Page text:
Tariffs need to be regularly enhanced to ensure recovery of the cost of power and service. This needs to be done across consumer classes, and all cases of declared subsidies need to be paid on time to the Discoms.
Finally, Discoms need to get access to a deeper power market so that they can manage their power requirements better without getting stuck with high-cost power-generating assets for too long.
We feel that power market restructuring through MBED would also need to be implemented, as it would have the twin benefits of providing a deep and liquid power market on the one hand, where assets would be optimally available on a national basis to all Discoms equally, and on the other hand, instilling the financial discipline of making payments daily on the Discoms, leading to better financial management of their resources. What financial assistance is required to stabilise the Indian energy sector?
The implementation of the Revamped Distribution Sector Scheme (RDSS), a reform-based and results-driven scheme, has received widespread support from all states, with all states on board for the second-generation reforms envisaged under RDSS for the turnaround of the Discoms. The RDSS scheme has an outlay of over ₹3 lakh crore for a period of five years, from FY2021–22 to FY2025-26. The scheme aims to provide financial assistance to Discoms for the modernization and strengthening of distribution infrastructure, with a focus on improving end-consumer supply reliability and quality.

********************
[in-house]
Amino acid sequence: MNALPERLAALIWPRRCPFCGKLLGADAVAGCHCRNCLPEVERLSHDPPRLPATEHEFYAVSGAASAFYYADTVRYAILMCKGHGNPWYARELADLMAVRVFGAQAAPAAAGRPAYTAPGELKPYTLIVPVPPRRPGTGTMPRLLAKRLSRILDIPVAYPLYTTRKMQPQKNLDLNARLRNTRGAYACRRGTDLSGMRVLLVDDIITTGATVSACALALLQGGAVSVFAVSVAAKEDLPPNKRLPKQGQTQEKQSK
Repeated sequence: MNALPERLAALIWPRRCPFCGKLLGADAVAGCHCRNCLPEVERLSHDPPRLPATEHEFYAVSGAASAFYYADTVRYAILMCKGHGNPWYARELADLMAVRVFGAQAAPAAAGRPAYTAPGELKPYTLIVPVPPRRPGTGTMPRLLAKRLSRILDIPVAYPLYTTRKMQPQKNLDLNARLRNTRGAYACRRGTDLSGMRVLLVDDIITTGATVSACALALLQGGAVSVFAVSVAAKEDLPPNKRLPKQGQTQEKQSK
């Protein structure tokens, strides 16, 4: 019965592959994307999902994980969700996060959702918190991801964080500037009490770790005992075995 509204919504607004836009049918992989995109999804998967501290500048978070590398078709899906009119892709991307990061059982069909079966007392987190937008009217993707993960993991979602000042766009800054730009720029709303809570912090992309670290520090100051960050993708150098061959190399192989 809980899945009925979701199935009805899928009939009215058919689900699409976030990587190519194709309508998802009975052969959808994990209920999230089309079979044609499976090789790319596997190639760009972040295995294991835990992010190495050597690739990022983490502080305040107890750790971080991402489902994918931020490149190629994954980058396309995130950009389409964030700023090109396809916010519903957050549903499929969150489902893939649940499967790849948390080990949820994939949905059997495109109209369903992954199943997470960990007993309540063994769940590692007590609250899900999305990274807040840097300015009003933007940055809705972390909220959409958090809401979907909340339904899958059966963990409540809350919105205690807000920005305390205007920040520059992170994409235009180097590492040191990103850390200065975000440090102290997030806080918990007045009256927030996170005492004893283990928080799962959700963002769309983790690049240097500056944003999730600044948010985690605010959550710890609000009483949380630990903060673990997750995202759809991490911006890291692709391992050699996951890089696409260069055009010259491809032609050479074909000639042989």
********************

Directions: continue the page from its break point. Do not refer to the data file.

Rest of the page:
The implementation of the Late Payment Surcharge Rules in July 2022 is another flagship intervention by the Ministry of Power for enforcing payment discipline in the value chain.
Further, there’s a focused drive to enhance the efficiencies of the sector by utilising market frameworks, the power markets, and especially power exchanges, are an important instrument in this drive towards enhancing efficiency for all consumers in the country.
In terms of financial support, in addition to the steps already being taken, it would be important to provide dedicated working capital support to Discoms for transactions conducted on the power exchanges, so that greater financial discipline can be inculcated in them and the power generators get paid for their supplies on time.
It is also time to plan for transitional funding of renewable energy projects and new technologies through market-based mechanisms, where transactions may be concluded on the power exchanges at prices discovered for the market and an additional incentive may be given to power generators based on the technology.